JUNEAU (AP) -- The U.S. Park Service has confirmed that a cruise ship was responsible for killing a pregnant humpback whale this summer near Glacier Bay National Park.
The 45-foot endangered whale was found floating inside park boundaries on July 16. Its skull was so heavily damaged that park officials determined quickly that a large vessel had killed the whale.
Jed Davis, Glacier Bay's deputy superintendent, confirmed in an interview last week with the Anchorage Daily News that ''it was a cruise ship'' that killed the whale. Davis would not name the cruise line.
Steve Skrocki, the assistant U.S. attorney assigned to the case, met with representatives of the cruise ship company and park officials last week, following an investigation by the National Park Service, Davis said. He confirmed that a criminal investigation is under way.
Skrocki would not say which company, what the meetings were about or when the talks might be concluded.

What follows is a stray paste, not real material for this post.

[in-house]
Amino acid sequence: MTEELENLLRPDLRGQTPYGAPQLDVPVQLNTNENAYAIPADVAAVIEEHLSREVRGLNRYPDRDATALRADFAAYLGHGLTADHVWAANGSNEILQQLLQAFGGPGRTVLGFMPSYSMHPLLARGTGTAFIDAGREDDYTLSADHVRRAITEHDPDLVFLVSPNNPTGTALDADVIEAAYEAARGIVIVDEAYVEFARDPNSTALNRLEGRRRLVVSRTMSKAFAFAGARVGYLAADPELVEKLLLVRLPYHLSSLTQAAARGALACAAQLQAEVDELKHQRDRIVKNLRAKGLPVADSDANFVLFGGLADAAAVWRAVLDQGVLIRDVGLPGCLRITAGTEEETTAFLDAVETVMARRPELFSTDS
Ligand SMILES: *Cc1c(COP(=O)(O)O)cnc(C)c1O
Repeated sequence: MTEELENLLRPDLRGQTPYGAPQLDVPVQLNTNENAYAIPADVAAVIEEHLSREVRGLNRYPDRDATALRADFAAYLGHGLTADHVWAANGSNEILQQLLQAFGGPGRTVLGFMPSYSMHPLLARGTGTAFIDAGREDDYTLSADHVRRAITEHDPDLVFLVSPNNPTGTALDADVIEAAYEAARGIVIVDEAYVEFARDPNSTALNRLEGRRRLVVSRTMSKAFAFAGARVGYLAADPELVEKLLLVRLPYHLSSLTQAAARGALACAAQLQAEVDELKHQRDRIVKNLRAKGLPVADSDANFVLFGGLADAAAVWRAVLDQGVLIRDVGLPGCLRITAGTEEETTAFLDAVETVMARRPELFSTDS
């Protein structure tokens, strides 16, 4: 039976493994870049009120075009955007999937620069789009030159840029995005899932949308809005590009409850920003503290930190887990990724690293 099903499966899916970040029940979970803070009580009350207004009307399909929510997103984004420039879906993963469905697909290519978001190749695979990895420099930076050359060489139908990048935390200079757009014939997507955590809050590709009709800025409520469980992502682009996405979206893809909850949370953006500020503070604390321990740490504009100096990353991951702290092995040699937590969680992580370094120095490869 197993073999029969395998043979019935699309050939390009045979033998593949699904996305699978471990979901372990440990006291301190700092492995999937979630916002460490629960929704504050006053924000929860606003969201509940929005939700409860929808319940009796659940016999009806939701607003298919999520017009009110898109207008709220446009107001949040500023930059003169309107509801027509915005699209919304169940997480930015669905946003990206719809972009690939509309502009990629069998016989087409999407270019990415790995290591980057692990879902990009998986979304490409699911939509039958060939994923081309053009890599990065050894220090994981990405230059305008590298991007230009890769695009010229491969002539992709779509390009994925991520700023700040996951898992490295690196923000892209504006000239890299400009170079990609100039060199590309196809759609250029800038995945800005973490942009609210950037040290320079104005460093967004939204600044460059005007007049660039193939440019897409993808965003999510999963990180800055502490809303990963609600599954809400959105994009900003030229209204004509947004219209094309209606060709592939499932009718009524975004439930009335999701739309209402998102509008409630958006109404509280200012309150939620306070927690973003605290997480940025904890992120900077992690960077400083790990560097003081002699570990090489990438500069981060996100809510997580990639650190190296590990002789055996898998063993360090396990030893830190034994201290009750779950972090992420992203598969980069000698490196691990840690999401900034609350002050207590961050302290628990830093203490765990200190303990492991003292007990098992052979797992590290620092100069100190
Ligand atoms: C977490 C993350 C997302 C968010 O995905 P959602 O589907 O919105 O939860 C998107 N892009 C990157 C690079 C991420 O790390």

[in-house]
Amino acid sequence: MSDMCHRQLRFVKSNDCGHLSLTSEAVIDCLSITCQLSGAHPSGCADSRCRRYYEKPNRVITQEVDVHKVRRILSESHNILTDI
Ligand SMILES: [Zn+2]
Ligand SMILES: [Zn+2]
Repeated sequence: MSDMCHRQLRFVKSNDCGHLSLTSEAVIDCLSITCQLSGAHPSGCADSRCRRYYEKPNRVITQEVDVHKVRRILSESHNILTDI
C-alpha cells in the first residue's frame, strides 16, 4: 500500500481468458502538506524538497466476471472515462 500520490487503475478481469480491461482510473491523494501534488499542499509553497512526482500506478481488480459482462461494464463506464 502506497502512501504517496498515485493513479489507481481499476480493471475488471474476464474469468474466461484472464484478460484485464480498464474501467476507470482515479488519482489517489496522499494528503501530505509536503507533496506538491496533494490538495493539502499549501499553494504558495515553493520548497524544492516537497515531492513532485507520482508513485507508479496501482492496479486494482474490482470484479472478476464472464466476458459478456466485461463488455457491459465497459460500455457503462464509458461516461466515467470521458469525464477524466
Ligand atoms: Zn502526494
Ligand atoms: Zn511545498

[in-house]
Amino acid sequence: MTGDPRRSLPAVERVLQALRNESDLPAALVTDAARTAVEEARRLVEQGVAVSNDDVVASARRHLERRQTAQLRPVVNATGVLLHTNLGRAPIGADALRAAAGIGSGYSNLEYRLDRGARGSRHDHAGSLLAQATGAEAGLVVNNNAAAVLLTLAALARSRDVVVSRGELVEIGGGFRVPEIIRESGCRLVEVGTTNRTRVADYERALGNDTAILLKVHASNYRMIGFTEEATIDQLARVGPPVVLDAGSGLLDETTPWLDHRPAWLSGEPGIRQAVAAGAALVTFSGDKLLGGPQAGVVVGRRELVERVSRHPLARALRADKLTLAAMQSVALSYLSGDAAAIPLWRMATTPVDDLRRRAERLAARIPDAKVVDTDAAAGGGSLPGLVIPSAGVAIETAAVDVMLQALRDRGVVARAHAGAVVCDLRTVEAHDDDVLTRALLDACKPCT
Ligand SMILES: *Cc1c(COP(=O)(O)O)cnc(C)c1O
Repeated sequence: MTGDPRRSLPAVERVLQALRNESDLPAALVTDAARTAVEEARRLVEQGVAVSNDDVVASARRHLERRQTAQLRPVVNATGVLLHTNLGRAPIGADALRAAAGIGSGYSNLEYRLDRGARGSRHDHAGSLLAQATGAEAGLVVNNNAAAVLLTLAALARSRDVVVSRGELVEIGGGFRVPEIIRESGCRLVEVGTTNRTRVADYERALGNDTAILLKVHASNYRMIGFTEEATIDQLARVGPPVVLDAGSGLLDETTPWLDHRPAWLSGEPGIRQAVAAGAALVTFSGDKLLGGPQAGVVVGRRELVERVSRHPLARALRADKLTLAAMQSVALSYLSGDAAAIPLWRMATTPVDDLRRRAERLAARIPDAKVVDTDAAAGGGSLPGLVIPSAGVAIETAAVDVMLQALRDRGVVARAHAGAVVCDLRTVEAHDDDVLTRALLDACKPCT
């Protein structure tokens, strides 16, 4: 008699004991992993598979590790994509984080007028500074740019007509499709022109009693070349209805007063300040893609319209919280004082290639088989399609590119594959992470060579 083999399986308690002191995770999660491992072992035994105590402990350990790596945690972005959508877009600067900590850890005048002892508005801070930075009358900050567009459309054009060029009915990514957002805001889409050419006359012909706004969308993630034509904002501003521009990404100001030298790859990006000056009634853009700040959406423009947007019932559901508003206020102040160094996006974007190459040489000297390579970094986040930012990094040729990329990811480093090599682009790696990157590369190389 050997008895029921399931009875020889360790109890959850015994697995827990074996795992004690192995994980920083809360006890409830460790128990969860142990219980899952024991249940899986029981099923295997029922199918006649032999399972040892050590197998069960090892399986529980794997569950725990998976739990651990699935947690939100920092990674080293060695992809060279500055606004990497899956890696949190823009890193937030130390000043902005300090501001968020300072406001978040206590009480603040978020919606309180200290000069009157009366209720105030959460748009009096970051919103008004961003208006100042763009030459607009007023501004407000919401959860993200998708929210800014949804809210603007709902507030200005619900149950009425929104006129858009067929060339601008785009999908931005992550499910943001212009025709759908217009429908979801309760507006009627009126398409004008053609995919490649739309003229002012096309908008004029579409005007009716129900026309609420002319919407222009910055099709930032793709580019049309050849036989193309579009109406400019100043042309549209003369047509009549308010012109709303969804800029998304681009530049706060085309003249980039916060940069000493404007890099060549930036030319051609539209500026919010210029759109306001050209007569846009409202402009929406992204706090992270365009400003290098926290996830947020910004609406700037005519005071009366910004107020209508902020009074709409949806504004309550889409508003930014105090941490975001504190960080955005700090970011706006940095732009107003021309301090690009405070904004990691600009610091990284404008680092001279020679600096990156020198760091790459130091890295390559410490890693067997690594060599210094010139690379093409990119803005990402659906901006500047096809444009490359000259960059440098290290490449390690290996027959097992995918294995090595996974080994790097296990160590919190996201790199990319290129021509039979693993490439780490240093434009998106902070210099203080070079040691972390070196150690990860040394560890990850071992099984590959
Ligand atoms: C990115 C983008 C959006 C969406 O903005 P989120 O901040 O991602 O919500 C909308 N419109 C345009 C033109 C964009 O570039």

Federal law generally does not require ships to report a collision with endangered whales, according to the National Marine Fisheries Service. But the law is different inside Glacier Bay's boundaries, Davis said. Any vessel that hits any object must report it to the park within 24 hours, he said.
Chuck Young, the park's chief ranger, has said officials believe the whale was struck within the national park boundaries. No ship reported hitting a whale around the time when the dead whale was found, Davis said.
The whale had first been sighted in Seymour Canal as an adult in 1979. Officials matched a marking on her fluke with one on a whale that was photographed and catalogued by whale biologists.
Princess Cruises said in a statement released last month and sent out again on Tuesday that its Dawn Princess ship spotted two humpbacks near the vessel after leaving Glacier Bay on July 12.
''While we have no clear evidence that our ship and a whale came into contact, we cannot exclude this possibility either,'' the statement said.
Company spokesman Tom Dow would not say on Tuesday whether Princess was participating in the talks with the U.S. attorney. Company policy requires all ships to report any interactions with whales, the statement said.
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